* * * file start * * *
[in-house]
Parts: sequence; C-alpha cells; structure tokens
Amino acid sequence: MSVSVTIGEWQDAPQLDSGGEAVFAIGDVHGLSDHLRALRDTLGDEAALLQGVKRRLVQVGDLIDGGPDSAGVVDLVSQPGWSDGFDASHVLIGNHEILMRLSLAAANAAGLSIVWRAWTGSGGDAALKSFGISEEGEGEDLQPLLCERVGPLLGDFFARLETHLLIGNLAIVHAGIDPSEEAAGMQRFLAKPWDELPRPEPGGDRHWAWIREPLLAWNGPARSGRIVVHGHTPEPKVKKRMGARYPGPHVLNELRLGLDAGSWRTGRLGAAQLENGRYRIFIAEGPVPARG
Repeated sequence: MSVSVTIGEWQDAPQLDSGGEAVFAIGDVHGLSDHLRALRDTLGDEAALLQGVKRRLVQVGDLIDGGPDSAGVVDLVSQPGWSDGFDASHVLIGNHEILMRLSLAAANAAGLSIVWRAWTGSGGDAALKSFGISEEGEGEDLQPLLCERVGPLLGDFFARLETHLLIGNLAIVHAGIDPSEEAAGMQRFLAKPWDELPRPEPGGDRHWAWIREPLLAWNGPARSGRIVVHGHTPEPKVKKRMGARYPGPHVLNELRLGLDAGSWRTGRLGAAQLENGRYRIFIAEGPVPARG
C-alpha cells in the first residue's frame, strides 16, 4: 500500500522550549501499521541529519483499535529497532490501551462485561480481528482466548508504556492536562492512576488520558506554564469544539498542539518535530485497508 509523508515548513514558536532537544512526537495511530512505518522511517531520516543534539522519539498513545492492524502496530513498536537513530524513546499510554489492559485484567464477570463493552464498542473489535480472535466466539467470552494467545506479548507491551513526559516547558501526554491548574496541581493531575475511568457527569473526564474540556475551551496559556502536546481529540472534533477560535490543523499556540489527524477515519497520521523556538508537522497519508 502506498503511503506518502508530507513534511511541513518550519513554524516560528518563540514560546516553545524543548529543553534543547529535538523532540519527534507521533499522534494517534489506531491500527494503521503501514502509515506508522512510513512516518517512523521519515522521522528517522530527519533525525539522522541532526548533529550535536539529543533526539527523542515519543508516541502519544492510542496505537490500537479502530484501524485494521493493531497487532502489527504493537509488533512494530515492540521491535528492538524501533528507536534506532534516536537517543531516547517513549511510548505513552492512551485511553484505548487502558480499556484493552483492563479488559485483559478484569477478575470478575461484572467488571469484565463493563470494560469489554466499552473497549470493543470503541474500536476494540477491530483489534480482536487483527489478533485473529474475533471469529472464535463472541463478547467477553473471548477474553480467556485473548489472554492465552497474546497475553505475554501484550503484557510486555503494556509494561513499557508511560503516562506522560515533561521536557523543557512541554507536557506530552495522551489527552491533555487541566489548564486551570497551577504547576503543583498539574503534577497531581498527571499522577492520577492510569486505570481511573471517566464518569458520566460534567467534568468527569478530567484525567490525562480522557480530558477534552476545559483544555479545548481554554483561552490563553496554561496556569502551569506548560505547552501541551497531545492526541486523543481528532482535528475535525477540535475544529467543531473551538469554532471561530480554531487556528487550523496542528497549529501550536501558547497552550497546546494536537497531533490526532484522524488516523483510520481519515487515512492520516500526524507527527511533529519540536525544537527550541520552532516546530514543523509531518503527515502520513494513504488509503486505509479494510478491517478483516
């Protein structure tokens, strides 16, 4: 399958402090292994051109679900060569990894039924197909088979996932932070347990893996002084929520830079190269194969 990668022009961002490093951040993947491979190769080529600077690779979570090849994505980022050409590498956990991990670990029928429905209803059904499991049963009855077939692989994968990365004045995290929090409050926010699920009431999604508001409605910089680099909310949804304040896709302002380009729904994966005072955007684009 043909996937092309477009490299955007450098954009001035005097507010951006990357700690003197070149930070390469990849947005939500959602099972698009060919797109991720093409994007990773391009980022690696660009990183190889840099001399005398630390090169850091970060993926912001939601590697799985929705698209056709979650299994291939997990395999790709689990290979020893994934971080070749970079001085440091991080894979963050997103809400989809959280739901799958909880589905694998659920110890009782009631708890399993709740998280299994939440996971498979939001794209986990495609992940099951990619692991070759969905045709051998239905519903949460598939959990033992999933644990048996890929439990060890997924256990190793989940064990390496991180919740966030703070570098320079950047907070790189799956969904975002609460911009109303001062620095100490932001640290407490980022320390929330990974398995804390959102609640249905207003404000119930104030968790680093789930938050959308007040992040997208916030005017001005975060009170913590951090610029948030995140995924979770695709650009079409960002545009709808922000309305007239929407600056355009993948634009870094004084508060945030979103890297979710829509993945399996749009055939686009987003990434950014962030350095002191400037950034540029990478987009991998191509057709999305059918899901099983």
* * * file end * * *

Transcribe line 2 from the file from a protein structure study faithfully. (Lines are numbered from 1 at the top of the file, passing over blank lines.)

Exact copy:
Parts: sequence; C-alpha cells; structure tokens